Private Sub cmdCancel_Click() ClearForm Unload UserForm1 End Sub

The last step is to create a procedure in a standard module to launch our Customer Survey form. In the VBE, add a new standard code module and create a new subroutine named ShowForm. Add the following line of code to the procedure.

Sub ShowForm()

UserForm1.Show End Sub

If you renamed your UserForm object, use that name in place of UserForm1. Let's run our form and enter some data. In Excel, run the ShowForm macro, as shown in Figure 4-8.

Figure 4-8. Running the ShowForm macro

The Customer Survey form displays. The ID displayed is 103, and as you can see in Figure 4-9, the last entry in the table is 102. Also note that row 5 is the next row available for data.

Let's check our code. Enter NY in the State text box, but leave the phone number field blank, and then click the Save button.

Figure 4-10 shows that our cCustSurvey's ValidateData method finds that neither piece of required data is present, and returns a message to our client code in the UserForm. Click OK and enter a phone number, and then check one or more of the check boxes. Click Save.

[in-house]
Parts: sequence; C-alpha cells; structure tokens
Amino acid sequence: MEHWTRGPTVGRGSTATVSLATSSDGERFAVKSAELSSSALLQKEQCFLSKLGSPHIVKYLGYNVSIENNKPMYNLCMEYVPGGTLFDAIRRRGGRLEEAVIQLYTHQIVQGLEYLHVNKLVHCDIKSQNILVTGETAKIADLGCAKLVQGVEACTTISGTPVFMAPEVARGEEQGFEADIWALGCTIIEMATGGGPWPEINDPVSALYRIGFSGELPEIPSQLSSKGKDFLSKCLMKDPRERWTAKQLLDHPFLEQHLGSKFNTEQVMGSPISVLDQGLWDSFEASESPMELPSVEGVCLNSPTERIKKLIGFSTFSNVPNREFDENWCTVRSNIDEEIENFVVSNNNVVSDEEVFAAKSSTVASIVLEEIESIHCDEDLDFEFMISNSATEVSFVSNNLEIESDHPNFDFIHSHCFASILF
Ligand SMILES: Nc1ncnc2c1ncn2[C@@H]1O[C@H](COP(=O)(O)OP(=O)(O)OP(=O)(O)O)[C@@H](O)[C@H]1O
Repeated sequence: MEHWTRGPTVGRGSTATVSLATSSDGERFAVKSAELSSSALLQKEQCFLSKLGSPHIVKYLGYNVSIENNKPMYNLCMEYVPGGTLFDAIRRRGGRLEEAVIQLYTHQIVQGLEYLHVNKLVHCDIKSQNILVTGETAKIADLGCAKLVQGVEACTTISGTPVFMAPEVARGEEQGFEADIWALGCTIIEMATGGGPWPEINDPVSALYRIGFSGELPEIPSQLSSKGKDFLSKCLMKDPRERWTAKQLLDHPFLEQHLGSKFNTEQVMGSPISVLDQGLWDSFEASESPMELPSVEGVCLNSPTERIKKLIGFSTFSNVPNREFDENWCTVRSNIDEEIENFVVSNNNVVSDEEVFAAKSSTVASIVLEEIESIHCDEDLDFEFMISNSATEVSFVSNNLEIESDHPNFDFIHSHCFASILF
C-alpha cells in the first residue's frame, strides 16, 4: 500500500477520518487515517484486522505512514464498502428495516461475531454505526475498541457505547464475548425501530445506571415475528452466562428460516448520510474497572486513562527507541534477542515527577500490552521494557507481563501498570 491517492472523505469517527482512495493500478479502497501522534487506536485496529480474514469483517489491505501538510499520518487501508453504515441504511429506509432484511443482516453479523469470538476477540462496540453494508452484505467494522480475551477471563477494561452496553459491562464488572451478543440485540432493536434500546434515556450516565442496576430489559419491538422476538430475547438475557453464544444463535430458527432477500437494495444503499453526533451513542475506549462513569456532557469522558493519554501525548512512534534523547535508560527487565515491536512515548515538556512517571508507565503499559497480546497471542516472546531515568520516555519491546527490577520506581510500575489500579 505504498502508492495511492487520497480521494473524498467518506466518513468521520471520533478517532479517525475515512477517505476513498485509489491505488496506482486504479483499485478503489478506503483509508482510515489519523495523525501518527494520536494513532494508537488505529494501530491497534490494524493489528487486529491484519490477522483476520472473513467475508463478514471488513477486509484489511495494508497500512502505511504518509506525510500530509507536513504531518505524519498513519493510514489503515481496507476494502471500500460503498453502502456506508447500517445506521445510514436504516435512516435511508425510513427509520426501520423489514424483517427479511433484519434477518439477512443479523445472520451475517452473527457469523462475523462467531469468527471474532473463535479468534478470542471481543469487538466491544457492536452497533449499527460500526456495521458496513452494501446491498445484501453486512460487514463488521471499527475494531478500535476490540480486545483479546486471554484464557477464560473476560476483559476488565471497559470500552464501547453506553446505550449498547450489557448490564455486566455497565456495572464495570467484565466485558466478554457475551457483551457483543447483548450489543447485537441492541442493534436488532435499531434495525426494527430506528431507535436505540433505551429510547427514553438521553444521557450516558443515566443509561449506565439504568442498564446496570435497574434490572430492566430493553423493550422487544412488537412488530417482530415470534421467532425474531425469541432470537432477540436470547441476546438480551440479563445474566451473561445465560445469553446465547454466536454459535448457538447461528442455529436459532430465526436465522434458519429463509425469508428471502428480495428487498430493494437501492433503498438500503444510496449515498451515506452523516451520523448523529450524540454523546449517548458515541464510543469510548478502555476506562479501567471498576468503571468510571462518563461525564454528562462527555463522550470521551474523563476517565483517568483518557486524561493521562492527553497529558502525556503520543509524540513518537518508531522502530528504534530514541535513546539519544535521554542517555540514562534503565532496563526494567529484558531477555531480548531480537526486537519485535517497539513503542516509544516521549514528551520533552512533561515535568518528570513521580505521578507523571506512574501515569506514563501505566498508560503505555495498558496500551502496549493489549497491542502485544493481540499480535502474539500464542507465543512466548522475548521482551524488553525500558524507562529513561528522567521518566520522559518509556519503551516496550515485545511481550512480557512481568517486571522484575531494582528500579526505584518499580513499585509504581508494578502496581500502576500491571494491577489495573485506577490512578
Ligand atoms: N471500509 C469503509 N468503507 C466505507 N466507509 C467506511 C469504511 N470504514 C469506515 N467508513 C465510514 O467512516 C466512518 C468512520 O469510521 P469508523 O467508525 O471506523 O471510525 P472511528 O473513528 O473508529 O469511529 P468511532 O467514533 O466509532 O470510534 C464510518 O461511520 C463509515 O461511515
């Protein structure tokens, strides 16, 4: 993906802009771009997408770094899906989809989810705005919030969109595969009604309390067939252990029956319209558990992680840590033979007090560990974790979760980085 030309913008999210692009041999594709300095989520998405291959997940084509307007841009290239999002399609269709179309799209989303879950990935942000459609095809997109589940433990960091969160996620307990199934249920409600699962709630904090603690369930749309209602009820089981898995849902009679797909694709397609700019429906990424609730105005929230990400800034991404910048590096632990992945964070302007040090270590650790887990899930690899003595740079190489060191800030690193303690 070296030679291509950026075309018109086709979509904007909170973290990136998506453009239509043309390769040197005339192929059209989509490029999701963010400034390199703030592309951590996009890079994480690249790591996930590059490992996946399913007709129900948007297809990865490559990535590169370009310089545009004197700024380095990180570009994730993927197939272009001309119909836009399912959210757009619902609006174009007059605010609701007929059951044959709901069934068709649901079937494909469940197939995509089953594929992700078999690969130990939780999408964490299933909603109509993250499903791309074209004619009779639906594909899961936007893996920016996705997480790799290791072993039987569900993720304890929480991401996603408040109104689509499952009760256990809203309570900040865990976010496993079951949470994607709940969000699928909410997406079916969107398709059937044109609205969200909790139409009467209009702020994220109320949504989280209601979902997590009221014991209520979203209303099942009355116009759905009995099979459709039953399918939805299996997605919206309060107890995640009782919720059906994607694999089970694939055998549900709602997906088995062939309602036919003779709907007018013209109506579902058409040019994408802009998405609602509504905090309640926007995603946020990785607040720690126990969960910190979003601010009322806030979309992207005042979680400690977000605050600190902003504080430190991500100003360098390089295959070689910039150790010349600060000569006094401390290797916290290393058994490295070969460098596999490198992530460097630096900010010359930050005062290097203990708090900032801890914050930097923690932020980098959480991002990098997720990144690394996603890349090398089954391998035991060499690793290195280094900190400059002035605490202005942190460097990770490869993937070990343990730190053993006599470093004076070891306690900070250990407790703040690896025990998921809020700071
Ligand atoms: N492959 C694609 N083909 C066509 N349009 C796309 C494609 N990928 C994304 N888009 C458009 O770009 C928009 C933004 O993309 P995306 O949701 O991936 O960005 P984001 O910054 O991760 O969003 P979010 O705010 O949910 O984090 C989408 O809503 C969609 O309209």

Userform Excel Erstellen
Figure 4-9. The UserForm showing the next ID available
Figure 4-10. cCustSurvey class validation result

The success message, shown in Figure 4-11, is displayed to the user, and row 5 now contains the data we entered on our UserForm. Notice that the ID label has been updated to show the ID for the next record.

Figure 4-11. Success message and new record displayed

Let's test the New button before we move on to a more advanced UserForm. Clicking the New button with a blank or empty screen does nothing. If check boxes are checked but the text fields are empty, it will clear the screen without a prompt (this is because only the text fields are required). Enter a state and/or phone number and click the New button, and you'll receive a warning that the data has not been saved (as shown in Figure 4-12).

Excel Vba Message Box Without Header
Figure 4-12. Warning the user about unsaved data

Clicking No returns the user to the form without making any changes. Clicking Yes will clear the form for new entry.

We made a useful addition to our cExcelUtils class. Let's export that file (overwriting the existing copy) so we can use that new functionality in other projects.

1. In the VBE Project Explorer, right-click any item in the project tree.

2. Choose Export File, as shown in Figure 4-13.

Figure 4-13. Exporting a module

3. Navigate to wherever you store your *.cls files, and save cExcelUtils.cls.